Even as India and Cambodia continue to record impressive growth rates, poverty remains widespread. Many families depend upon the income from their children’s labour in order to cater for the household basic needs at the cost of the children’s well-being.
Financial inclusion of the poor is a big challenge worldwide, especially for those being excluded from society or living in rural areas were communications are very poor. Such an issue can be addressed through livelihood programmes through a range of economic activities and services that will improve the skills and reduce the vulnerability of the poor.
Empowering women is one of CAF’s key objectives. Women and girls play an important role in the fight against poverty as they bear the responsibility of many aspects of our society. On many occasions, women we have supported managed to achieve success for the sake of their children.
The programme aims at encouraging the entrepreneurial spirit and skills of vulnerables families. In other words, CAF assists those families, especially women-headed households, to set up a small business that will generate regular sustainable income, thus allowing children to pursue their education.
The programme targets those families possessing or motivated to develop the skills required to run a micro-enterprise. In case a family in need does not fit the profile to run a successful micro-business, the 1-2-1 Child Sponsoring might be more suited to support directly children’s education.
A) selection of the beneficiaries
Our partners are responsible for the primary screening of the families depending on their background and needs, their entrepreneurial profile (skills (or capacity to get those skills)/experience in the business) and their motivation. The family will propose the type of business activity they would like to engage in and show commitment towards it.
Priority will be given to discriminated members of a community due to health conditions, social status or cultural beliefs.
B) Personalized guidance in business proposal
The partners will counsel the family regarding the choice of micro-business according to their background, skills and experience. They will evaluate the potential sustainability and profitability of the micro-business and they will provide information and guidance on insurance policies and training programmes, if necessary.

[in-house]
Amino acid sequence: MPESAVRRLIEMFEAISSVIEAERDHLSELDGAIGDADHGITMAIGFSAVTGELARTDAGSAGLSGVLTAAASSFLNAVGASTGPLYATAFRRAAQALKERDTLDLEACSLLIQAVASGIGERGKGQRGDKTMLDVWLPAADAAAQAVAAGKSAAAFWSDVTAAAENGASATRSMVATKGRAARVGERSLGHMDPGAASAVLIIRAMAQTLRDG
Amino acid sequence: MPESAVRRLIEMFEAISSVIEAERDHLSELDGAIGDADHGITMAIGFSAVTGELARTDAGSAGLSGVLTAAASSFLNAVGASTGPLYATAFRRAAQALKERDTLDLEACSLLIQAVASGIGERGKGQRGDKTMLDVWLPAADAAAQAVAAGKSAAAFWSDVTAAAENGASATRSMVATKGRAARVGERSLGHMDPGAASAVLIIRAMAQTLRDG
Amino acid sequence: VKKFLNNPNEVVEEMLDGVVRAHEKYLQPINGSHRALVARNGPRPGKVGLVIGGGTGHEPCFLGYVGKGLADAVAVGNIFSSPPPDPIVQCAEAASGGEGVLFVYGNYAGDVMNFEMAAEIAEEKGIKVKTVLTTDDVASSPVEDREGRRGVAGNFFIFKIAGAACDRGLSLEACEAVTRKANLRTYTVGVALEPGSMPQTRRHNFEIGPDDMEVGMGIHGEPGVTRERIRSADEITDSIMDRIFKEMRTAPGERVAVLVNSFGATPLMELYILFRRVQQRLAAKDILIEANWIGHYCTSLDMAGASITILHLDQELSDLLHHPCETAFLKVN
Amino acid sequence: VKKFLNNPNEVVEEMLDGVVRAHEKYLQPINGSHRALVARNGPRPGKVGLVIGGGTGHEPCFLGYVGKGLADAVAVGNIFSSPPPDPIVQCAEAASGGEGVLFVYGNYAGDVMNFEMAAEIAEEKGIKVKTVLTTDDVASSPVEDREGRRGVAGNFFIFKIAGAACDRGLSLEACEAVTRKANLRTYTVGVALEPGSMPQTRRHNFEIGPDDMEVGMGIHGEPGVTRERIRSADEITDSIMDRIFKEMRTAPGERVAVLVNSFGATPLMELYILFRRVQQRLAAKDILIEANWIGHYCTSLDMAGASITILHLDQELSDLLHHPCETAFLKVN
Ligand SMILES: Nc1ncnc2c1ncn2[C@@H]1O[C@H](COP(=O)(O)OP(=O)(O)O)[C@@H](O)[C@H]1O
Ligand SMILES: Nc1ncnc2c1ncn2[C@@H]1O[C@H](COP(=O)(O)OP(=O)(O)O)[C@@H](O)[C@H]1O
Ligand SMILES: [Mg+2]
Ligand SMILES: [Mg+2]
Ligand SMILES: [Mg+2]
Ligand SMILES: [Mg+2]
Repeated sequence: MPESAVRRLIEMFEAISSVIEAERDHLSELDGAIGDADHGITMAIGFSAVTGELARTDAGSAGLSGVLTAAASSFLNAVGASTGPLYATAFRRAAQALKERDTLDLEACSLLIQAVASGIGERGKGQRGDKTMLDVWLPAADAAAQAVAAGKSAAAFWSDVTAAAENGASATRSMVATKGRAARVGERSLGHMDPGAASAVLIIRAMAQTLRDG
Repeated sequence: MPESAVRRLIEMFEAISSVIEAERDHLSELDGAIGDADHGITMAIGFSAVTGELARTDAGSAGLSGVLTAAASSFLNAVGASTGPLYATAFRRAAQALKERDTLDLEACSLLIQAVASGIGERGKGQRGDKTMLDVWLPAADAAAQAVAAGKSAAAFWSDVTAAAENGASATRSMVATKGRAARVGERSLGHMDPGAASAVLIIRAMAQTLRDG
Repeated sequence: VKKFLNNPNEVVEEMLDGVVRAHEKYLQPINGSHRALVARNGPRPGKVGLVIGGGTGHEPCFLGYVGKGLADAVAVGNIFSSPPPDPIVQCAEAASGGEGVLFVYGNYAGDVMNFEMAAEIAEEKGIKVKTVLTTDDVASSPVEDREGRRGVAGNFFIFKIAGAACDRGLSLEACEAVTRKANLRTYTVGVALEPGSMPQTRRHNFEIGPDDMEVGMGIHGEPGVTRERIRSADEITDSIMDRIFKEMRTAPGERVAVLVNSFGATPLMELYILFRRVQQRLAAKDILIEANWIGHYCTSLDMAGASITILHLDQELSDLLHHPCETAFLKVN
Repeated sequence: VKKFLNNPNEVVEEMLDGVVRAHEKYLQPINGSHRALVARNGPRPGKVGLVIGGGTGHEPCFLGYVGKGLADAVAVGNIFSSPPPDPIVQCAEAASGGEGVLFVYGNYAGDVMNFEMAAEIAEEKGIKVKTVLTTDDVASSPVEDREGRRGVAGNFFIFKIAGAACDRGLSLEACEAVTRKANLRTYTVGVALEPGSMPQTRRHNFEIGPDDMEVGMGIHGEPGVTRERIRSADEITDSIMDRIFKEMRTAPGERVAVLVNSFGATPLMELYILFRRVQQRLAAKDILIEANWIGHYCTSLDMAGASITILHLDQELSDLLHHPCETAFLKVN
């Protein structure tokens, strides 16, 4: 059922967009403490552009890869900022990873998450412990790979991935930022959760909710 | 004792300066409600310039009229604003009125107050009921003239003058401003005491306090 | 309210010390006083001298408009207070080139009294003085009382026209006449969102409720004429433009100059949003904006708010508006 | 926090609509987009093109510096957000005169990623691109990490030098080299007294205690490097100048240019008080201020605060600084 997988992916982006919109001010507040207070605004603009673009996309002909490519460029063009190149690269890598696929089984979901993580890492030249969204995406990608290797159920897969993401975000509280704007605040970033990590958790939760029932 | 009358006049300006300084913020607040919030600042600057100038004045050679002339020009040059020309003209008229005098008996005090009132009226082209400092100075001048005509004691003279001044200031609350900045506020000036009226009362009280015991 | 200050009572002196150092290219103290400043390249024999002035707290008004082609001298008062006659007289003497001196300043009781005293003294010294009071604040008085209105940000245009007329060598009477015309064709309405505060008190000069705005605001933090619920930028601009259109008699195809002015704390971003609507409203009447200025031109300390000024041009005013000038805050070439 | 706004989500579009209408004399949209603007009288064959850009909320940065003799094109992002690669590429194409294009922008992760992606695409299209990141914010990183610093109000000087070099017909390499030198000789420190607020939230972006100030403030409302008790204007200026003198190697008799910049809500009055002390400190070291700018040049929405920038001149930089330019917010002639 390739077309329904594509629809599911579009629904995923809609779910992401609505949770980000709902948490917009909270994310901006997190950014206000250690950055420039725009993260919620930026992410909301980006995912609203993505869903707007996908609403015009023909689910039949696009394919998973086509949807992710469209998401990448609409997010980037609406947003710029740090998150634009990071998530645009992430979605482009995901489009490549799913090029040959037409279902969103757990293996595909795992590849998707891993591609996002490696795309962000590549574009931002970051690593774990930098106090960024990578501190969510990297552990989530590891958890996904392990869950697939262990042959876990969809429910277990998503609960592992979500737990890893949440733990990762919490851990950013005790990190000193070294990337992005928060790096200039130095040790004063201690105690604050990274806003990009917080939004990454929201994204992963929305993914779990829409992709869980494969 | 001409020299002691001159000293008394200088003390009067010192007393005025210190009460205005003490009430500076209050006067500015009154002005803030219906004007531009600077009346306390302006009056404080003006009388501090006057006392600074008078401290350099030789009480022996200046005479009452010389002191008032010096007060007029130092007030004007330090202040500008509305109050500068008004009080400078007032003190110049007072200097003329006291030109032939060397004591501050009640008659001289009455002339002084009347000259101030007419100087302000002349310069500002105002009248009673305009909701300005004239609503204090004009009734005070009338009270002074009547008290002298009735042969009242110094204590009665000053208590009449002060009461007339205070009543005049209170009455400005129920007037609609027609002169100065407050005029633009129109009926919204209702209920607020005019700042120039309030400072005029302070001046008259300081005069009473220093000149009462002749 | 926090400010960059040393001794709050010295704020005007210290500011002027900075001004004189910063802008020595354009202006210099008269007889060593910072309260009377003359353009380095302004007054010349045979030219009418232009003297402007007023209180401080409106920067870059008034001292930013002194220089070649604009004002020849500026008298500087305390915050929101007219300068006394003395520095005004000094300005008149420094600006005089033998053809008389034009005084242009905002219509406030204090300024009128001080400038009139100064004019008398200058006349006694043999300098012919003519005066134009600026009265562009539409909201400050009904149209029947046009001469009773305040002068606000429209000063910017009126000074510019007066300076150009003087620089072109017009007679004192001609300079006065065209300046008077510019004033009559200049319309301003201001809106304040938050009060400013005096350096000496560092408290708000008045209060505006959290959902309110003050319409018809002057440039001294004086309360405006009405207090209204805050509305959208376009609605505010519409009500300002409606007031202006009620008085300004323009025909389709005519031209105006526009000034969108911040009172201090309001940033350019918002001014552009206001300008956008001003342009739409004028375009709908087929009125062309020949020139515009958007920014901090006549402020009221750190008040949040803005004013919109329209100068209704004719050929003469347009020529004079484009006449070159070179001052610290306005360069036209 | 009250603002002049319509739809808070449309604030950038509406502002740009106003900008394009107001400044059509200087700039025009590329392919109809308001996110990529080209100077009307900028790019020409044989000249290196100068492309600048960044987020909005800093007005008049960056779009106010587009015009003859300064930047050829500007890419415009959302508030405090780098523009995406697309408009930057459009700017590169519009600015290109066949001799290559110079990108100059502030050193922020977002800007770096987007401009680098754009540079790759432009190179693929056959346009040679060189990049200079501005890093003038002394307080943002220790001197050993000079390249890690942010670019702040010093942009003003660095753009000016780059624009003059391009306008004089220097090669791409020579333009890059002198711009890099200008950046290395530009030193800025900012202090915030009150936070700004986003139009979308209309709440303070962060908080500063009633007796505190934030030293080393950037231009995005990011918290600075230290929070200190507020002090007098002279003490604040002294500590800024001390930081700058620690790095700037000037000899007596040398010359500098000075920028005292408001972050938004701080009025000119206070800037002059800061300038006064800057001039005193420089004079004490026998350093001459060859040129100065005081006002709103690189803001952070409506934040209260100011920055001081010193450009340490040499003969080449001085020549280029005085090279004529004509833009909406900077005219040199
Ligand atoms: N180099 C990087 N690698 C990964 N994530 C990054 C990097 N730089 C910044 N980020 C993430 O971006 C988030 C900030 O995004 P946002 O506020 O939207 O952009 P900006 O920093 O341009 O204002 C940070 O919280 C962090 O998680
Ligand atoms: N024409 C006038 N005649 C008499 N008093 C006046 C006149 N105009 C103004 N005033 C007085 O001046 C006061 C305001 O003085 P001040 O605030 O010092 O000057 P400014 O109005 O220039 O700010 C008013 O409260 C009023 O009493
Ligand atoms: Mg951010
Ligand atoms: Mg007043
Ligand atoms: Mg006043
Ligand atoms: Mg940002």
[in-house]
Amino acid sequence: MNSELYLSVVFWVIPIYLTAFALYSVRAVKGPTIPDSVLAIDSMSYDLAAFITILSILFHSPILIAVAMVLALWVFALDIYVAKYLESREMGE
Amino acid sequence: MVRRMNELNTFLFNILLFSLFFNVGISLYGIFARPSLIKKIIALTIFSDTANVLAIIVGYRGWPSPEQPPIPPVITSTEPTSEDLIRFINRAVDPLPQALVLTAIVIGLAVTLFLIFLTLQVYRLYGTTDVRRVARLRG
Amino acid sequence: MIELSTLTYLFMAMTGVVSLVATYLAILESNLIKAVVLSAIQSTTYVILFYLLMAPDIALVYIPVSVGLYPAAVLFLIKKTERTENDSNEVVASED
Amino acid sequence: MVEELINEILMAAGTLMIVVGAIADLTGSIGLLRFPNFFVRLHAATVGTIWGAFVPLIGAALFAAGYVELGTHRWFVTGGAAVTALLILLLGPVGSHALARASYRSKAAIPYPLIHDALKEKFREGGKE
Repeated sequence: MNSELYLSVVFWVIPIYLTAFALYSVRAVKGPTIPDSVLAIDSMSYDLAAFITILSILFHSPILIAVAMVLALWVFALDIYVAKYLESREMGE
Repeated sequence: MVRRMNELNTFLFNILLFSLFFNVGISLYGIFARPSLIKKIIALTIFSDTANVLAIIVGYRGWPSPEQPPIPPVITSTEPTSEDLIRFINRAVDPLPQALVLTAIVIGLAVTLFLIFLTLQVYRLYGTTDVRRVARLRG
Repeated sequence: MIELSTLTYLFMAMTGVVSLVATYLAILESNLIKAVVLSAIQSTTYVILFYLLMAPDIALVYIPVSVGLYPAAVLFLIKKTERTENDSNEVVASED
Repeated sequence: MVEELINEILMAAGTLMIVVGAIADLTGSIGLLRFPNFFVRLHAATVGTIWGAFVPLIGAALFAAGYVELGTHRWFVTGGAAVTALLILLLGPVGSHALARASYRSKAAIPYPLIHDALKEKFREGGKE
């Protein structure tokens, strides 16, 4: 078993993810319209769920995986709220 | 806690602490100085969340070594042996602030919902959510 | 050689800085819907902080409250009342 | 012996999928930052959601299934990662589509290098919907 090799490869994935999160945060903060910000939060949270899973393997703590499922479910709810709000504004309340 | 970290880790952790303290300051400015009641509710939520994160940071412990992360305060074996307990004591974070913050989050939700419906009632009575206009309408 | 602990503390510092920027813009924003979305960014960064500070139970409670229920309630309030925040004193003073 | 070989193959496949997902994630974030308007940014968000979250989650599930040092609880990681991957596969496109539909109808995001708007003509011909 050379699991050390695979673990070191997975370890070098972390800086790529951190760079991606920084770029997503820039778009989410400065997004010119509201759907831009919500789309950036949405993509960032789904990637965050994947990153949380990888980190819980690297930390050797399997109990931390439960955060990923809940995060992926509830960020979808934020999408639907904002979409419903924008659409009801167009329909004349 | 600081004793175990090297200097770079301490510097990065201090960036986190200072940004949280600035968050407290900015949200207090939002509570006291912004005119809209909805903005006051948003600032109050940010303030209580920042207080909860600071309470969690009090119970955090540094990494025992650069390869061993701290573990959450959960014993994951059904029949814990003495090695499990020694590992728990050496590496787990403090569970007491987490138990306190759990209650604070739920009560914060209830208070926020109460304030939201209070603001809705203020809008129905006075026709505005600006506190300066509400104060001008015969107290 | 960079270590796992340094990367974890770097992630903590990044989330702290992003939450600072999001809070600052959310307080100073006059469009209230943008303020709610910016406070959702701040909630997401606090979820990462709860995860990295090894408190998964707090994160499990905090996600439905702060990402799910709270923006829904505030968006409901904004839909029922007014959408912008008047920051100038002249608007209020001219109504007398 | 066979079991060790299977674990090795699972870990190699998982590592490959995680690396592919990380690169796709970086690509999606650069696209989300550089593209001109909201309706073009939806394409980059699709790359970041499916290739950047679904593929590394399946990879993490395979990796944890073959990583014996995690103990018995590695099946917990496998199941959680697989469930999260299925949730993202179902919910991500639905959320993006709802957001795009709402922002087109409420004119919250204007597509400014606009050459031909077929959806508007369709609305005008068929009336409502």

Positive consideration will be given to business proposals that are part of a broader collective project (e.g. various women working together on a tailoring business).
C) Sponsoring through local self-help organisations
Once the families have been selected as part of FMB programme, they will receive money through a local micro-credit organisation. In India, Cuddalore, CAF works with the Udhayam Women Federation composed of women who meet every month to manage their loans and savings.
How is the money transferred / How does the sponsor money circulate?
The FMB programme is based on a ONE shot grant from the sponsor that will be given to the beneficiary through the relevant self-help organisation. In the case of our support through the Udhayam Women Federation in India, the lump sum has been of 350€.
This has enabled:
– the beneficiary to invest in order to start up his/her micro-business
– the women federation to expand/develop its activities of credit and savings association and that of self-help group.
There will be regular follow-ups on the development of the project along with advise and guidance from the local partner. As part of the monitoring process, and since the end objective is to ensure a good future for the children, the beneficiary family provides information not only on the progress and status of the micro-business but also on the children’s education and well-being.
As part of the sponsorship programme, CAF will endeavour to ensure regular communication with the sponsors on the progress of the micro-business and on the education and welfare of the children.